Restrictions on physical campaigns mean media access has never been more important. However, under President Edgar Lungu’s government media restrictions and shutdowns have become commonplace. It is no wonder that Zambia is one of the fastest autocratising countries in the world, according to the Varieties of Democracy Index.
Not content with shutting down the largest independent print publication ahead of the 2016 polls – The Post – Prime TV, Muvi TV and Komboni Radio have all since had their licences revoked or cancelled on either a permanent or temporary basis. In May Muvi TV was threatened with closure by the Independent Broadcasting Authority after hosting opposition politicians in a move criticised by domestic and international civil society groups alike. Meanwhile, governing party cadres are deployed to attack radio stations hosting opposition figures and have been caught on camera burning UPND materials.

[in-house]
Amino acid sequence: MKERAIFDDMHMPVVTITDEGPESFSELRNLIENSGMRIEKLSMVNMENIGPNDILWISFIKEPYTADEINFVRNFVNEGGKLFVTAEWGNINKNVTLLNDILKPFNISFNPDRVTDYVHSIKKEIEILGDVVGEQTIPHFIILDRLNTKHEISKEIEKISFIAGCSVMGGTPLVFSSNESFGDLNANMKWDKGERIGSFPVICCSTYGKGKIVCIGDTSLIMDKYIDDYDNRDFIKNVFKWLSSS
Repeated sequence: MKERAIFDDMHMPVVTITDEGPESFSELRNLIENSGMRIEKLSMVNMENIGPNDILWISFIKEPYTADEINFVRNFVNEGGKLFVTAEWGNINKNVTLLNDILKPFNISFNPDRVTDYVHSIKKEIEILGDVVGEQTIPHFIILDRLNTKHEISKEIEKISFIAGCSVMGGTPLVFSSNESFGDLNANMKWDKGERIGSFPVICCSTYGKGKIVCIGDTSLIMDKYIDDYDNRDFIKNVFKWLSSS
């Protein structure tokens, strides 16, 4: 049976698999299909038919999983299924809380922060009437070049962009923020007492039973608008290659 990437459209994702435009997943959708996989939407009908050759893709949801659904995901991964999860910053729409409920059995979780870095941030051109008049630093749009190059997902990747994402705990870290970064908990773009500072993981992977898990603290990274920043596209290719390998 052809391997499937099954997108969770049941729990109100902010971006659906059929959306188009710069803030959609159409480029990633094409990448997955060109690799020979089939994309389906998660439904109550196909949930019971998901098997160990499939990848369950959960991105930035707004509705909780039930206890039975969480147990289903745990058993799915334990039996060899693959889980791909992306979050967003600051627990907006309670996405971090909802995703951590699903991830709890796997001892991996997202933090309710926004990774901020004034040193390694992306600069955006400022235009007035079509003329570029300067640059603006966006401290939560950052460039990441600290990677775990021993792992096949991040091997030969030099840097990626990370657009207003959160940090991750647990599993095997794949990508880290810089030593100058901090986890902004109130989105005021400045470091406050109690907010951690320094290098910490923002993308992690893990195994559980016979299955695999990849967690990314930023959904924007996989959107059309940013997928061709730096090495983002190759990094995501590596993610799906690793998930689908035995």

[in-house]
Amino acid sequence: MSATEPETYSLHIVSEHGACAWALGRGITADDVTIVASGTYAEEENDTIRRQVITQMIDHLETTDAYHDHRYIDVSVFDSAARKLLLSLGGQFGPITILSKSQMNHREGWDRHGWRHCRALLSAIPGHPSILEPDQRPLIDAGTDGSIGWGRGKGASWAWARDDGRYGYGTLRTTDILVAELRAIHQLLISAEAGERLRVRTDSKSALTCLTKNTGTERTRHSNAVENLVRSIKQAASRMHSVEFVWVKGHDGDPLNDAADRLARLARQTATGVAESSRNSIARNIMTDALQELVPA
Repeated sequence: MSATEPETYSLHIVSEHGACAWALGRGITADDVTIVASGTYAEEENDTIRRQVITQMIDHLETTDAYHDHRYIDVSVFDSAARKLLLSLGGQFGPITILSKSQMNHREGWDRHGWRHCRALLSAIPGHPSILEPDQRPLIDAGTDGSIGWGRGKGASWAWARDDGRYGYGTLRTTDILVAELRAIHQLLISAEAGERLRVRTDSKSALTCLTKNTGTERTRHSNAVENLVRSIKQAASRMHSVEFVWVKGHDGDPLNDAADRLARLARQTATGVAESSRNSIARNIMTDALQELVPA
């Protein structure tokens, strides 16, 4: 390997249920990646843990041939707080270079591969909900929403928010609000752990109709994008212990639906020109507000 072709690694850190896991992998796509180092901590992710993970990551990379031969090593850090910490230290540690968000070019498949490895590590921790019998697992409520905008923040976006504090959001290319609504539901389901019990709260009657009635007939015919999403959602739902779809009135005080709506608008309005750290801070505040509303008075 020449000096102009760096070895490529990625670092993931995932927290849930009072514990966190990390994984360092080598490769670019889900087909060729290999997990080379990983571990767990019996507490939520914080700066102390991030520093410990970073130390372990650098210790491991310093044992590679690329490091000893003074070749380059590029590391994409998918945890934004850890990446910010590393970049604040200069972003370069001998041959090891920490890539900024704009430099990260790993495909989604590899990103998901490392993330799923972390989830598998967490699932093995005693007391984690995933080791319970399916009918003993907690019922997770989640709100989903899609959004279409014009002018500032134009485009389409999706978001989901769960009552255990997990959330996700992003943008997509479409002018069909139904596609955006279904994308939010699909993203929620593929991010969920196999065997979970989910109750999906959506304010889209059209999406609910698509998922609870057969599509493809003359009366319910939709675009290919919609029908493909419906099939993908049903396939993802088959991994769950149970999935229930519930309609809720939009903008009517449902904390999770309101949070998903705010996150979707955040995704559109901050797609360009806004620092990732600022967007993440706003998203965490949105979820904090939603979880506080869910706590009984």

Rather than facing its problems head-on, the government is becoming more and more oppressive by the day. It has run out of ideas and it has no positive track record upon which to run a credible campaign. When the PF lost its founding leader, President Michael Sata, in 2014, division and infighting took hold of the party. Those that came out on top are now seeking to use similarly thuggish tactics to maintain control and run roughshod over the country with little regard for Zambia’s hard-won freedoms, peace and unity. Taken together, this will have grave implications for the credibility of the upcoming poll.
Yet it remains the case that there is more that unites than divides us as a nation. Today Zambians are united in wanting opportunities to earn a good living; an end to the ever-rising cost of living; and access to the most basic services like education and healthcare.
On 12 August, our hope as the opposition is that Zambians will reject the politics of division and once again vote for democracy and embrace change. A new era beckons.
The author is former Vice President of the Republic of Zambia